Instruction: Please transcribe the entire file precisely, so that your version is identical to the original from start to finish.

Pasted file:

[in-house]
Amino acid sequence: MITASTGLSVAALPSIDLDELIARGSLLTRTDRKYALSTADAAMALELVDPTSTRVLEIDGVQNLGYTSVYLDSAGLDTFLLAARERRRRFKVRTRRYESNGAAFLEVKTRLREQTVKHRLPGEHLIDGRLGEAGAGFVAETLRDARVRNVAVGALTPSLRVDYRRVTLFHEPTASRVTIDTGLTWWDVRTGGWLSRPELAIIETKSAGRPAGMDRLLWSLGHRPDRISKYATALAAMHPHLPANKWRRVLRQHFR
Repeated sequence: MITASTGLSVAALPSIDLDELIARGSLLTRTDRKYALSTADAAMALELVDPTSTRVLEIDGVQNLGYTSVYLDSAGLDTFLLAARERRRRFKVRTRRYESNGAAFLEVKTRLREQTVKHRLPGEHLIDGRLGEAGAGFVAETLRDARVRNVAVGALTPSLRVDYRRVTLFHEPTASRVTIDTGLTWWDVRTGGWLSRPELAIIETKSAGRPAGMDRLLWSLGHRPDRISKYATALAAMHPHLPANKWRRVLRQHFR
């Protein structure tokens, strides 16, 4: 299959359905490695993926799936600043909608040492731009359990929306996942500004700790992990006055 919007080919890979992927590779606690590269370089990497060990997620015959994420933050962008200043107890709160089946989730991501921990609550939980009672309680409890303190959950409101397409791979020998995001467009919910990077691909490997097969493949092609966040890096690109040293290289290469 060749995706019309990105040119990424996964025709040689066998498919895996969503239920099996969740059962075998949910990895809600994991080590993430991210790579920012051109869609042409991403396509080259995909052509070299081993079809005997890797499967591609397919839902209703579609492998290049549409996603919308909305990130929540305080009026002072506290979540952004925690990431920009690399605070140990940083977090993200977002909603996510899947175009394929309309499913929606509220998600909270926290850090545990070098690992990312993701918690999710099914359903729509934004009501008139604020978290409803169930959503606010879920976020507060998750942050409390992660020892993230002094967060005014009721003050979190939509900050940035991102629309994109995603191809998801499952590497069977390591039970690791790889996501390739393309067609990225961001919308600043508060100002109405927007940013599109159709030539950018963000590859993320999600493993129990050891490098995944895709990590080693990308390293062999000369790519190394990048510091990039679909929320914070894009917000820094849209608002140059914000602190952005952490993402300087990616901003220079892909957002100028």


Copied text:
[in-house]
Amino acid sequence: MITASTGLSVAALPSIDLDELIARGSLLTRTDRKYALSTADAAMALELVDPTSTRVLEIDGVQNLGYTSVYLDSAGLDTFLLAARERRRRFKVRTRRYESNGAAFLEVKTRLREQTVKHRLPGEHLIDGRLGEAGAGFVAETLRDARVRNVAVGALTPSLRVDYRRVTLFHEPTASRVTIDTGLTWWDVRTGGWLSRPELAIIETKSAGRPAGMDRLLWSLGHRPDRISKYATALAAMHPHLPANKWRRVLRQHFR
Repeated sequence: MITASTGLSVAALPSIDLDELIARGSLLTRTDRKYALSTADAAMALELVDPTSTRVLEIDGVQNLGYTSVYLDSAGLDTFLLAARERRRRFKVRTRRYESNGAAFLEVKTRLREQTVKHRLPGEHLIDGRLGEAGAGFVAETLRDARVRNVAVGALTPSLRVDYRRVTLFHEPTASRVTIDTGLTWWDVRTGGWLSRPELAIIETKSAGRPAGMDRLLWSLGHRPDRISKYATALAAMHPHLPANKWRRVLRQHFR
């Protein structure tokens, strides 16, 4: 299959359905490695993926799936600043909608040492731009359990929306996942500004700790992990006055 919007080919890979992927590779606690590269370089990497060990997620015959994420933050962008200043107890709160089946989730991501921990609550939980009672309680409890303190959950409101397409791979020998995001467009919910990077691909490997097969493949092609966040890096690109040293290289290469 060749995706019309990105040119990424996964025709040689066998498919895996969503239920099996969740059962075998949910990895809600994991080590993430991210790579920012051109869609042409991403396509080259995909052509070299081993079809005997890797499967591609397919839902209703579609492998290049549409996603919308909305990130929540305080009026002072506290979540952004925690990431920009690399605070140990940083977090993200977002909603996510899947175009394929309309499913929606509220998600909270926290850090545990070098690992990312993701918690999710099914359903729509934004009501008139604020978290409803169930959503606010879920976020507060998750942050409390992660020892993230002094967060005014009721003050979190939509900050940035991102629309994109995603191809998801499952590497069977390591039970690791790889996501390739393309067609990225961001919308600043508060100002109405927007940013599109159709030539950018963000590859993320999600493993129990050891490098995944895709990590080693990308390293062999000369790519190394990048510091990039679909929320914070894009917000820094849209608002140059914000602190952005952490993402300087990616901003220079892909957002100028």